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B.1.1.7 variant identified in capital; Chart Room on April 14 likely ‘super-spreader event’

Dr. Michael Patterson listens as his words are translated into Inuktitut during the COVID-19 update on April 26 at the Nunavut Legislature in Iqaluit, where the majority of Nunavut's cases currently are. Trevor Wright/NNSL photo

There are nine new cases of COVID-19 in Nunavut on April 26, all in Iqaluit. Another nine cases have also recovered in the capital, leaving the number of active actives the same as the day before, at 47 territory-wide.

Three travel-related cases remain active in Kinngait, along with the two in Rankin Inlet that were announced over the weekend.

Thus far 15,163 Nunavummiut have received their first dose of the Moderna vaccine, and 12,181 are now fully vaccinated against the virus.

During a Government of Nunavut COVID-19 update on April 26, government officials continued to stress following public health measures, as well as not to follow rumors going around concerning the virus in Nunavut.

“The individuals who tested positive on Friday night in Rankin Inlet were not even identified as contacts until after their flight had departed Iqaluit, there is no truth to these rumors that these people left Iqaluit without waiting for their COVID test results,” said Nunavut’s Health Minister Lorne Kusugak.

“It is because of the fast and effective contact tracing system and our dedicated public health teams that this case was isolated, tested and confirmed so quickly."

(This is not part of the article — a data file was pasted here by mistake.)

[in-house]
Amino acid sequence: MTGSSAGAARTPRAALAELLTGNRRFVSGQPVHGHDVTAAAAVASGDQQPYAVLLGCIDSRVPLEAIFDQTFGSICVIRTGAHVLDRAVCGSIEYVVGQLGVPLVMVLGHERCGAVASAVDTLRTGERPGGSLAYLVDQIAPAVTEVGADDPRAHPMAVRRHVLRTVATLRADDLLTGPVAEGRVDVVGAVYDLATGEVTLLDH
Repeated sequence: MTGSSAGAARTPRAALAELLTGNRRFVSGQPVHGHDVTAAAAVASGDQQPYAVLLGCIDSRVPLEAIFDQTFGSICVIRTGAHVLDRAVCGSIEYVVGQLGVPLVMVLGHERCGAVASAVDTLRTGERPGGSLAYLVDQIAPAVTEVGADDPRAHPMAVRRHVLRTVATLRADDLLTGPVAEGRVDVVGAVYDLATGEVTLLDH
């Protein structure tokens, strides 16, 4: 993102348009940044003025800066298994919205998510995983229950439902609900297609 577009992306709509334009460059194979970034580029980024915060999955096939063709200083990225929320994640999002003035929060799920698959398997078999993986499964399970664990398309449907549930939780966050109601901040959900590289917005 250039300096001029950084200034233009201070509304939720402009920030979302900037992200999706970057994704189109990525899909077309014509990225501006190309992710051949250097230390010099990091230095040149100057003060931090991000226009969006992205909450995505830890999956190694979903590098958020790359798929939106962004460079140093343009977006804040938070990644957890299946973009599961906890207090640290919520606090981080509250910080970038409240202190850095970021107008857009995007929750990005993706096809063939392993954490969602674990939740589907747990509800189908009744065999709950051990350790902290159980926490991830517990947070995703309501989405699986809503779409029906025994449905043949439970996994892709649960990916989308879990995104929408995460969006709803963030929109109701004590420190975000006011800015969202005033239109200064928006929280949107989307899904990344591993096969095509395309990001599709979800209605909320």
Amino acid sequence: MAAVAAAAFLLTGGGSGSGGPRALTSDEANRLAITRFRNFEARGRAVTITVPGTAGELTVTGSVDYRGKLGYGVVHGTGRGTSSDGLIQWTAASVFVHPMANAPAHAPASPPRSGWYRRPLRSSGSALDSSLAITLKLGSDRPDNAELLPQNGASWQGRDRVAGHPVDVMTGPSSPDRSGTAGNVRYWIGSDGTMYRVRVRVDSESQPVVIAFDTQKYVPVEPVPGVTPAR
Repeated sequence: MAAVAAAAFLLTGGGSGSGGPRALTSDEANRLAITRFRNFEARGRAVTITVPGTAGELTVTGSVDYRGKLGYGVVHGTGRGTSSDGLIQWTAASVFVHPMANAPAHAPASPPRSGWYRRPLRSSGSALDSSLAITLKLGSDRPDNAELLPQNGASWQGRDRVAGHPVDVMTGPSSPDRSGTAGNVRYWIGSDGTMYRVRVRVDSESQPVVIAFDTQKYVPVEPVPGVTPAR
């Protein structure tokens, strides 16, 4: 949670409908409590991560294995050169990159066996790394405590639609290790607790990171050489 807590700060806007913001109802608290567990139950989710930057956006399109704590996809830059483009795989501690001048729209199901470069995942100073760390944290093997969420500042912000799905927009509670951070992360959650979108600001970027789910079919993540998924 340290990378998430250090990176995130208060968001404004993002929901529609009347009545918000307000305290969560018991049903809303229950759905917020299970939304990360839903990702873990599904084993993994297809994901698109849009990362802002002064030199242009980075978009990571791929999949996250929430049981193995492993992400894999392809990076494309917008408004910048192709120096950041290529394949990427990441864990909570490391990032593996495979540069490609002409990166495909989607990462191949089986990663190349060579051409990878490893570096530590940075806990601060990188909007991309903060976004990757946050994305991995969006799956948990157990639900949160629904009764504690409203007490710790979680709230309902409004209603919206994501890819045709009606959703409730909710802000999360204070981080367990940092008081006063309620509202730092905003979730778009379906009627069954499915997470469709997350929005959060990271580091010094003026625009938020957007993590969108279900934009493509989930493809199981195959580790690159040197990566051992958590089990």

Chief public health officer Dr. Michael Patterson went into more details about the public health notice, asking people who went to the Chart Room Lounge on April 14 to get tested.

“Right now it appears that one night accounts for just over 20 percent of cases in Iqaluit.”

Wednesdays and Fridays are karaoke nights at the Chart Room and April 14, which the notice was for, fell on a Wednesday night.

“It appears the Chart Room on the 14th fits the description of a super-spreader event. The remaining cases was transmission at other public sites, workplace and household, private get-togethers.”

While not all of the samples sent out for genome sequencing haven’t been sent back yet, of those, all of them related to this outbreak have been the B.1.1.7 (British) variant.
“Of those samples that have come back, it is the only variant that has been identified,” said Patterson.

As of last Friday, 21 virus samples sent for sequencing have come back and all of them have been identified as B.1.1.7.

The B.1.1.7 has been seen to have a higher transmission rate as well as likely increased severity and hospitalizations, according to the Centre for Disease Control.

“Fortunately, our current restrictions are enough to control the spread of the variant if people take the restrictions seriously,” Patterson said.

While a specific source hasn’t been identified, public health officials do know it was circulating in Iqaluit before April 10.

“If you’ve been asked to isolate either through contact tracing or because you’ve travelled outside of Iqaluit, please stay home and take this seriously,” said Nunavut’s Premier Joe Savikataaq.

Non-essential travel in and out of Iqaluit is restricted. Only medical travelers, essential workers or those who are returning home from Iqaluit can leave. If you’re not one of these people then you could be fined under public health orders. Those who are leaving Iqaluit to another community in Nunavut must isolate for 14 days whenever they arrive to their home community.

“While we have taken steps to ensure supply lines and critical travel are not interrupted and made it possible for people to get to their home communities, all intra-territory, non-essential travel in and out of Iqaluit is prohibited or restricted with few exceptions,” said Patterson.